The Sustainable Development Solutions Network (SDSN) and the Institute for European Environmental Policy (IEEP) published the 2nd Europe Sustainable Development Report on 8th December 2020. In this document, the progress of the European Union, its member states, and other European countries towards the Sustainable Development Goals (SDGs), agreed by all UN member states in 2015, is evaluated. It is part of the broader Sustainable Development Report (SDR) series which track the performance of countries and municipalities around the world on the SDGs since 2015.
SDG Transformations can support a sustainable and fair recovery
Even before the onset of the COVID pandemic, no European country was on track to achieve all 17 SDGs by 2030. Overall, Nordic countries perform best: Finland tops the 2020 Europe SDG Index followed by Sweden and Denmark. Europe faces its greatest SDG challenges in the areas of sustainable agriculture and diets, climate, and biodiversity – and in strengthening the convergence of living standards across its countries and regions.
The COVID recovery should aim to make the EU more sustainable, inclusive and resilient based on the European Green Deal and addressing all 17 SDGs. The crisis calls for a recovery driven by transformative public investments that support green infrastructure, digitization, and responsible consumption and production. This must be accompanied with increased efforts and investments to boost education and skills throughout Europe and to accelerate the convergence of living standards.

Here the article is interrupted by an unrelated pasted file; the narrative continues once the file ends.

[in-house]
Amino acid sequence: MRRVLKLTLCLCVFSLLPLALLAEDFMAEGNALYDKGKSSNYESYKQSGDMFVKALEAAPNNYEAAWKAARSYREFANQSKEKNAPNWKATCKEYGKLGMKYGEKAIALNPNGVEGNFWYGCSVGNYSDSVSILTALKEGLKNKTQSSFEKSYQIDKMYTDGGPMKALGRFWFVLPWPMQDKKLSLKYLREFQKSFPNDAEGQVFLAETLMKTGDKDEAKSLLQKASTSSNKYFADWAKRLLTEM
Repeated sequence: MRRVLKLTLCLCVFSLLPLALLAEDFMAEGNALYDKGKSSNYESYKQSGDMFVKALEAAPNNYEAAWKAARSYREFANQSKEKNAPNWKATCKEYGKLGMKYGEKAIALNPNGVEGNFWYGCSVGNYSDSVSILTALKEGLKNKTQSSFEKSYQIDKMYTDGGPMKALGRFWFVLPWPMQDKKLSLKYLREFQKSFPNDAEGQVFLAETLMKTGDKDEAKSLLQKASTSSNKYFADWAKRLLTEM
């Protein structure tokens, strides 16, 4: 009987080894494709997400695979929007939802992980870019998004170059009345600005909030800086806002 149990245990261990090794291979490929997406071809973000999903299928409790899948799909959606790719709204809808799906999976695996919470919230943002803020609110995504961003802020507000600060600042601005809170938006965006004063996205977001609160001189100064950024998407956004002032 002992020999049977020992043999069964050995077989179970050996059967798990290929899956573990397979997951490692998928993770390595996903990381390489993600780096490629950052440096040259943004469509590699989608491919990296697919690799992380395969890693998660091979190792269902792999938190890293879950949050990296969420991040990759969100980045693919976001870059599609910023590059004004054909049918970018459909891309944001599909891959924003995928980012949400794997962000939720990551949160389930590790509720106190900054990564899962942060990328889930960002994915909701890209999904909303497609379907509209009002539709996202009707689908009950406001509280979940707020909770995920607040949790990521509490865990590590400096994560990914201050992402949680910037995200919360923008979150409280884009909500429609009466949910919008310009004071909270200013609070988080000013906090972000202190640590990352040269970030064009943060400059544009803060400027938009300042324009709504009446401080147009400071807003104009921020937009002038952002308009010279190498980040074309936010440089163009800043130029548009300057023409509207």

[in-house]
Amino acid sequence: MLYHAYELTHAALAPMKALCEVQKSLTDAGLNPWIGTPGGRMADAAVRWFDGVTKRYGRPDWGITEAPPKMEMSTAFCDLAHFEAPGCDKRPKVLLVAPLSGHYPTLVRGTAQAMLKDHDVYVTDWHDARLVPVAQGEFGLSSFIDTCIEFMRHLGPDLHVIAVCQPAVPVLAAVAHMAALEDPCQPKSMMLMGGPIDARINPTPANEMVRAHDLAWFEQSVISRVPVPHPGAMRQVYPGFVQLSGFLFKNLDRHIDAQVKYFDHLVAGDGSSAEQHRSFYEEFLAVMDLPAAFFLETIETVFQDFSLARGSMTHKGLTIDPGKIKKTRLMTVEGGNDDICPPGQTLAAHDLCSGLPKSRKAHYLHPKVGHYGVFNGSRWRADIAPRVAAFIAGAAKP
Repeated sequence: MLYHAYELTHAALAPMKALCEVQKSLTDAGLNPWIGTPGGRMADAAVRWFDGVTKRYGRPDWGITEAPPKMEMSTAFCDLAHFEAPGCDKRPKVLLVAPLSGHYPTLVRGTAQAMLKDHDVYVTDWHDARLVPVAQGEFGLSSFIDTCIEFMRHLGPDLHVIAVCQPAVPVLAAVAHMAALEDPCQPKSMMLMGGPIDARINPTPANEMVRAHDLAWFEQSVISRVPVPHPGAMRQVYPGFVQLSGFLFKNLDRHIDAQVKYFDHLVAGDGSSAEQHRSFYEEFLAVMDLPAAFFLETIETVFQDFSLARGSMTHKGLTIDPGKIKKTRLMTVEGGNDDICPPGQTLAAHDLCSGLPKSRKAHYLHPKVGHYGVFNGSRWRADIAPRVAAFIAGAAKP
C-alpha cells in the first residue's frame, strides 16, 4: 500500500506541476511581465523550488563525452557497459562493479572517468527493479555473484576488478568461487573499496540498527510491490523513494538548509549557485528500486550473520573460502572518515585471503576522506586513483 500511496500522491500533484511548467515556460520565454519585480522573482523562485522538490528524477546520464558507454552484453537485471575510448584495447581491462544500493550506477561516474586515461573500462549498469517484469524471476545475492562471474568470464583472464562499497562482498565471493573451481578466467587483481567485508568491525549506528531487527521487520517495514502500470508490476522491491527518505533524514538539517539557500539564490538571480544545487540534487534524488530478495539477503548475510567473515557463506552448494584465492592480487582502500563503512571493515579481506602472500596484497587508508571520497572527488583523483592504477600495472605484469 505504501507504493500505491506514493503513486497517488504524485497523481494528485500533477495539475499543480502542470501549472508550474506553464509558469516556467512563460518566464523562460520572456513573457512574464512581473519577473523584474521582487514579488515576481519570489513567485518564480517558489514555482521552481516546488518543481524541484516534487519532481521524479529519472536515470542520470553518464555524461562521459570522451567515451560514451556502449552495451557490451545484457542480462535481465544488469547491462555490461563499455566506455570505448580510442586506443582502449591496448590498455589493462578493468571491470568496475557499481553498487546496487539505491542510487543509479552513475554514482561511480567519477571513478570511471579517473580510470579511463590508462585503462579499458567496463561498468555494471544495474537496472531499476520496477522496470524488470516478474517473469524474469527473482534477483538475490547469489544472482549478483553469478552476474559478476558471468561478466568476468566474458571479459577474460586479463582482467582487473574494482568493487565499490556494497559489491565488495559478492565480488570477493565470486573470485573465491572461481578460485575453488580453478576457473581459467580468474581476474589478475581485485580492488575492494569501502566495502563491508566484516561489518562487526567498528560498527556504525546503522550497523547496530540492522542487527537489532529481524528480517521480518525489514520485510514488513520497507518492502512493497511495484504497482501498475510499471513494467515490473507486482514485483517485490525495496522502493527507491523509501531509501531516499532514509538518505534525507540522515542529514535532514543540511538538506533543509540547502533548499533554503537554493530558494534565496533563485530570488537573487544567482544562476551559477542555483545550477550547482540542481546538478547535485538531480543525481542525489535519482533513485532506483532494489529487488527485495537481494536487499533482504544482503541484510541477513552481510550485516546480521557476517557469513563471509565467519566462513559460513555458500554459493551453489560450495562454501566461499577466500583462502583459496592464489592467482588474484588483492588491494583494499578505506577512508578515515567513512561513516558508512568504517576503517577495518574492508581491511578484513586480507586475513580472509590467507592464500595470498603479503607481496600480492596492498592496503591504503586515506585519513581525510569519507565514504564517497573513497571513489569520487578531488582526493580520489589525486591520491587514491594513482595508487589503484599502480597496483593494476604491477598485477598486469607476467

Cyprus is not doing well
In the report Cyprus ranks 29 out of 31 European countries, doing only better than Romania and Bulgaria. It is listed in the red category (lowest score) for 10 out of the 17 goals, with no top grade in any of them (see the figure below). Of course, some of these results must be interpreted with caution, since depending on data sources, the information in this document may relate to the area not under the effective control of the Government of the Republic of Cyprus. Moreover, for a broad range of indicators within each goal, Cyprus is performing extremely well (e.g. poverty, equality of access to education, tertiary education, sanitation, safety at work, scientific output, clean beaches, crime rates), however it scores low for reasons not well understood. However, in an effort to help improve Cyprus’ performance, SDSN Cyprus has initiated contacts with the Government and other stakeholders from all sectors, public, private and civil society, in order to help in getting a correct understanding of the situation and to make progress in sectors where the Cyprus society is performing poorly.